Sunday, March 22, 2009

Preliminary Observations on the Battlestar Galactica Series Finale (Spoilers Ahoy)

First things first, I liked it. A lot of people on the internet don't seem to, however, and I am maybe going to trash talk them just a little.

Maybe you bought the hype and maybe you didn't, but where do people get the idea that the ending to a story is going to be artistically meritous? Or that writers will answer every goddamn question you have? Or that the ending will in any way reflect a particularly clever solution to the overwhelming odds against which the heroes have been struggling?

It's unfortunate that it takes a great deal more skill to end a story effectively than it does to write plot twists and terrible situations for your heroes to deal with. The story isn't even going to be tense once you've hit the climax anyway; all that you really can do is heap on the sentimentality and hope it gets the ol' tear ducts into gear. With Hera secured, and Cavil's cylon base suffering from accute thermonuclear explosiosis, the Colonials pretty much win. Didn't really matter where they jumped to, as habitable planets are common enough in-canon that in another 6 months tops, they could all settle down in Kamloop-- I mean, uh, New Kobol, or whatever? And that would be that. Earth was, of course, the most poetic place to end the saga, but even an ambiguous fleet-in-space ending wouldn't really change their chances of survival *that* much.

I did feel that finding Earth again sort of cheapened the whole of the fourth season, because I was beginning to think that the show really had started to reflect Adama's attitude vis-a-vis prophecy. That the pursuit of prophecy had inflicted such a high cost in lives and offered little more than a few thousand years' reprieve for humanity before another holocaust was reason enough for humanity to start charting its own course. I thought that leaving Earth as a dead planet wisely left the connection between real humans and BSG humans obvious, but ambiguous enough to be open to broad interpretation and speculation.

I didn't think that the inclusion of the divine was all that bad, to be honest. I'm an Atheist to be sure, but 1) BSG is FICTION, so God is allowed to exist (he can even be wearing a funny hat!) 2) The show didn't pull faith and God and prophecy out of its ass, like you'd think judging by the  vitriol being thrown about in the comment threads. BSG has always been a show with a mystical, mythical side to it, and to overlook that in the series finale would ring very untrue to the show. I admit that SF gurus love for things to have adequate explanation, but the show already did artificial gravity that works even when every other part of a ship fails AND faster-than-light travel*! What's God on top of that?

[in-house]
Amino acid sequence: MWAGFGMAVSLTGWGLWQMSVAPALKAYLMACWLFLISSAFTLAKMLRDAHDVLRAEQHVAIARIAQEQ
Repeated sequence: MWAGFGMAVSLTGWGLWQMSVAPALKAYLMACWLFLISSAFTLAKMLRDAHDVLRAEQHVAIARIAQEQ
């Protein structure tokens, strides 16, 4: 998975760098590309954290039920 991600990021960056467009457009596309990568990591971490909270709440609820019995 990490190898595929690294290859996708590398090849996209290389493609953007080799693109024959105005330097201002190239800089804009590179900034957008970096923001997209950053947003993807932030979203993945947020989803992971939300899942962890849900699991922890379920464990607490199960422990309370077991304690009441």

*While the exclusive use of projectile weaponry in the Galactica universe was intended as a verisimilitude thing, I mostly tend to see it as an aesthetic choice, given the whole artificial gravity and FTL thing.

And Kara's disappearance was a little abrupt, sure, but nothing burns me like the Lee/Kara shippers who feel like the show cheated them out of something because they didn't settle down and have hundreds of fat children. Can you imagine anything less true to the characters? I mean, I guess they could have decided to abandon all of their technology...oh, wait.

Actually I find the whole luddism/amish/neo-primitivist bit much easier to believe than everyone else seems to. The colonials have undergone a hell of a lot of suffering because they abused their technology. They have been living in rancid tin cans for FOUR YEARS. I'm not sure anyone was particularly sad to see the fleet go to its fiery end, because I know I wouldn't ever want to use it again after such an ordeal, I think. So maybe the total abandonment of tech is a bit of a stretch, but they were at the same time making a point of breaking a violent and destructive cycle. Recurring themes (technological ones, too, it's not just Bob Dylan!) are a...well recurring theme of the show, and I think it's fairly well established that while it's no guarantee the ideas won't resurface later if they start fresh, building up from colonial tech is a surefire way to wind up with angry Cylons...again.

Which brings me to the very end, which some people are interpreting as some kind of anti-science message. Bullfeathers! Look at that montage of robots that plays during the epilogue. Not a one of those robots looks anything like a cylon! They look friendly, they look colourful and curved and there's even one dancing! When the angels say that "technology [has] gone rampant", they're really just reacting to the general state of the world; our industries are taxing the ability of this beautiful world to sustain us, and we must be mindful, as we must be mindful of any and all of our creations. From the beginning: "There comes a day when you can no longer hide from the things that you've done". What I think they are saying is that there is hope for humanity, that we need only learn to live in harmony with each other, with our creations, and indeed with all creation.

And as long as we can manage that, the cycle will stay broken.

-LOUD has happened before, and LOUD will happen again.

P.S: Kara/Lee shippers? YOU'RE STILL WRONG.

P.P.S: <3 Adama/Roslin. ^^ so cute!

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